Upper Respiratory Infection

Your horse came back from a show with a mild cough. A week later, although he is still bright and alert, he is now off his feed and has yellow nasal discharge.

Due to the stress of traveling, attending shows, and commingling with other horses, performance horses are particularly susceptible to acquiring upper respiratory viral and secondary bacterial infections. Spread through inhalation or contact with contaminated materials, upper respiratory viruses affecting horses include equine influenza, equine herpesvirus, equine viral arteritis (EVA), and rhinovirus. Clinical signs include fever, anorexia, cough, serous (clear, runny) nasal discharge, and edema (fluid swelling), and they typically develop one to five days (for EVA, sometimes as long as 14 days) following exposure. Viral infections usually clear up on their own and can be diagnosed presumptively using clinical signs or via culture and molecular testing of nasal swabs and blood. Horses are treated symptomatically with antipyretics to reduce fever and supportive care to ensure adequate hydration.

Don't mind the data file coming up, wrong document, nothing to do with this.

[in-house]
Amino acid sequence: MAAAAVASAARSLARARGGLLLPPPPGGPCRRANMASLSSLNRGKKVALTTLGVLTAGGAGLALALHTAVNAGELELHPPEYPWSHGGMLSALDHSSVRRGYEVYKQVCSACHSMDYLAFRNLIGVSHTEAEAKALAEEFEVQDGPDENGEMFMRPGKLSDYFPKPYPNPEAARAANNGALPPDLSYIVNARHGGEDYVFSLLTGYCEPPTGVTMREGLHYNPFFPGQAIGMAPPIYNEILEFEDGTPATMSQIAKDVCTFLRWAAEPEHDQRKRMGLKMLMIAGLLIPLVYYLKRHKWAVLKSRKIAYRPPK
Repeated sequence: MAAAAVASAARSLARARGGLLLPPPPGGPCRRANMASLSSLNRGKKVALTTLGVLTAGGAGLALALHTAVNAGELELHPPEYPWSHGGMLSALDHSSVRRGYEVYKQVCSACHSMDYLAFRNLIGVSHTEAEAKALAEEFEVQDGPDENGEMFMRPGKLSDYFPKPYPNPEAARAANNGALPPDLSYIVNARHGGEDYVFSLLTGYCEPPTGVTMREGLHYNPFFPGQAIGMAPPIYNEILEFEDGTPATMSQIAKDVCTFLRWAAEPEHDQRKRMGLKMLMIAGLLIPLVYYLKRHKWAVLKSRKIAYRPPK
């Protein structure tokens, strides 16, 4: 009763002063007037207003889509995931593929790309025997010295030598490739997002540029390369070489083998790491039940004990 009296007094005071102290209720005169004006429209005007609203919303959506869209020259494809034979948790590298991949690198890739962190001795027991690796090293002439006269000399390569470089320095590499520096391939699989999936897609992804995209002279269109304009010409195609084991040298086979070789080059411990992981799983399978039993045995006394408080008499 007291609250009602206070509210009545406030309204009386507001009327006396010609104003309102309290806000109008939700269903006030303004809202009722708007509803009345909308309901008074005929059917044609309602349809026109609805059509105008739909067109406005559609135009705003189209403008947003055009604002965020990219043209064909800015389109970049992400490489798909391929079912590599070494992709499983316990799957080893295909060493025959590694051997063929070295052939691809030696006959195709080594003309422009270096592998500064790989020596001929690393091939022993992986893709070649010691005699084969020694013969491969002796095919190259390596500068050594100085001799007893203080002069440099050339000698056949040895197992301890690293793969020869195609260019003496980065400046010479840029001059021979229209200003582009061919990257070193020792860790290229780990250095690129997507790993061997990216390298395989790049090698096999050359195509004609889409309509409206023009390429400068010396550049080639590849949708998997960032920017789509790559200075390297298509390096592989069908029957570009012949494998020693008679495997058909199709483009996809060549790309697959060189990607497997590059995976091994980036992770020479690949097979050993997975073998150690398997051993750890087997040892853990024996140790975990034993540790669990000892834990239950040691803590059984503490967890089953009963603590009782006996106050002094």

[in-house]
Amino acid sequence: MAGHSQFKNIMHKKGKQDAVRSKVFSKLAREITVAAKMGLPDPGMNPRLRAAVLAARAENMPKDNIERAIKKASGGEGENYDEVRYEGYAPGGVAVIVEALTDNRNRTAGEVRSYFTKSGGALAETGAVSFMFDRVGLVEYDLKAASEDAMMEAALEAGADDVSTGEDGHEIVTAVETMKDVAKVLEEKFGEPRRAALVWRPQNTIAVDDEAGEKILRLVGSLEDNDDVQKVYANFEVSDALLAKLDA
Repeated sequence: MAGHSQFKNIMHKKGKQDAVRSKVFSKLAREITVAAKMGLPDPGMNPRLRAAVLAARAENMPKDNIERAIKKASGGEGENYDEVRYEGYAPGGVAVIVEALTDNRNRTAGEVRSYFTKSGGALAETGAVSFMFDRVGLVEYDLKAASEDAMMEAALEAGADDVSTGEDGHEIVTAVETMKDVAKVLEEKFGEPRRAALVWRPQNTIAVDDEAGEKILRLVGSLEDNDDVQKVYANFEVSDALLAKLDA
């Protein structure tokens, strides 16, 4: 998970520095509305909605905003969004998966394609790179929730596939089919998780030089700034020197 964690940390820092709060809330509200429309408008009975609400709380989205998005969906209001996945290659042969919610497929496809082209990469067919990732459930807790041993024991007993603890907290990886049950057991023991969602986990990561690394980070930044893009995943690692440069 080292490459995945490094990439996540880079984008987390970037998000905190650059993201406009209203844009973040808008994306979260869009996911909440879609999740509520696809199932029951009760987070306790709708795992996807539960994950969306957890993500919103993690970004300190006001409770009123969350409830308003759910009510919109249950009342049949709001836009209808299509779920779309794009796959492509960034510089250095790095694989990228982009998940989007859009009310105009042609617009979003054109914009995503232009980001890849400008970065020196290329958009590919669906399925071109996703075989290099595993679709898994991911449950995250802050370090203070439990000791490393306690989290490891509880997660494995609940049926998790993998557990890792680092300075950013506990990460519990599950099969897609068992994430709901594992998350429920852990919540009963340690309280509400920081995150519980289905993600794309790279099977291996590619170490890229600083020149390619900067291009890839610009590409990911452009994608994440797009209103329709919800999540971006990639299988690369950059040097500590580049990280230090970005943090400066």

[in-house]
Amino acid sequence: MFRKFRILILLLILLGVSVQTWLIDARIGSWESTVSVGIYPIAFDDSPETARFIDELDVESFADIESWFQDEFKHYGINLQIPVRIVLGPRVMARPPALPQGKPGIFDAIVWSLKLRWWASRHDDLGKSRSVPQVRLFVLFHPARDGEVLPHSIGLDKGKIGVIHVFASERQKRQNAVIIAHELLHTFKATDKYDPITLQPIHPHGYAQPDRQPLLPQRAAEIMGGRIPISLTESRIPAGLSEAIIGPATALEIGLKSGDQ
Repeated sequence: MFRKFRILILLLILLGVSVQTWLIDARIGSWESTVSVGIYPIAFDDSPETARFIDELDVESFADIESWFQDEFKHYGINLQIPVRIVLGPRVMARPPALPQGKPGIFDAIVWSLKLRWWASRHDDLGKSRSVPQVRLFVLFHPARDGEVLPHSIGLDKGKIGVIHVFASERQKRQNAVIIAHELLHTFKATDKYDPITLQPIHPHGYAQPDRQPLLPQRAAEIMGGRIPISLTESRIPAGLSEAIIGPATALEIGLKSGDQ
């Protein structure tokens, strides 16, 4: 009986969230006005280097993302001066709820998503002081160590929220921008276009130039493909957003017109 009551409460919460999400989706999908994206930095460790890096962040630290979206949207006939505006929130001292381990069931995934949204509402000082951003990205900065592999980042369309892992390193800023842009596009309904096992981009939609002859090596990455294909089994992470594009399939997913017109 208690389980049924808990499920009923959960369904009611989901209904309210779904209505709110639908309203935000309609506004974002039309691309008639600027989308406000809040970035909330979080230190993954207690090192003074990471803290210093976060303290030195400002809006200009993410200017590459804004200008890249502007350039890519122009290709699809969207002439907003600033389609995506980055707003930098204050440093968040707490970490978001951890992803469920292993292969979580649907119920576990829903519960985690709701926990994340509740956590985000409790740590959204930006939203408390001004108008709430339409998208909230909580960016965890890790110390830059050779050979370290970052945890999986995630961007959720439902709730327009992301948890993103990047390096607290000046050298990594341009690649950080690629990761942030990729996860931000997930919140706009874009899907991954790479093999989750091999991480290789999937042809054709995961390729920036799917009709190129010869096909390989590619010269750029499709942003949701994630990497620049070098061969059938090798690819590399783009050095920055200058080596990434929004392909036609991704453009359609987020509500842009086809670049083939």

Most upper respiratory bacterial infections, with the exception of strangles, occur secondary to viral infections, which inhibit the normal clearance mechanisms of respiratory secretions. Bacterial infections often result in thicker, more purulent (producing pus) nasal discharge, depression, persistent fever, and bloodwork changes. Treatment includes rest, supportive care, and antibiotics.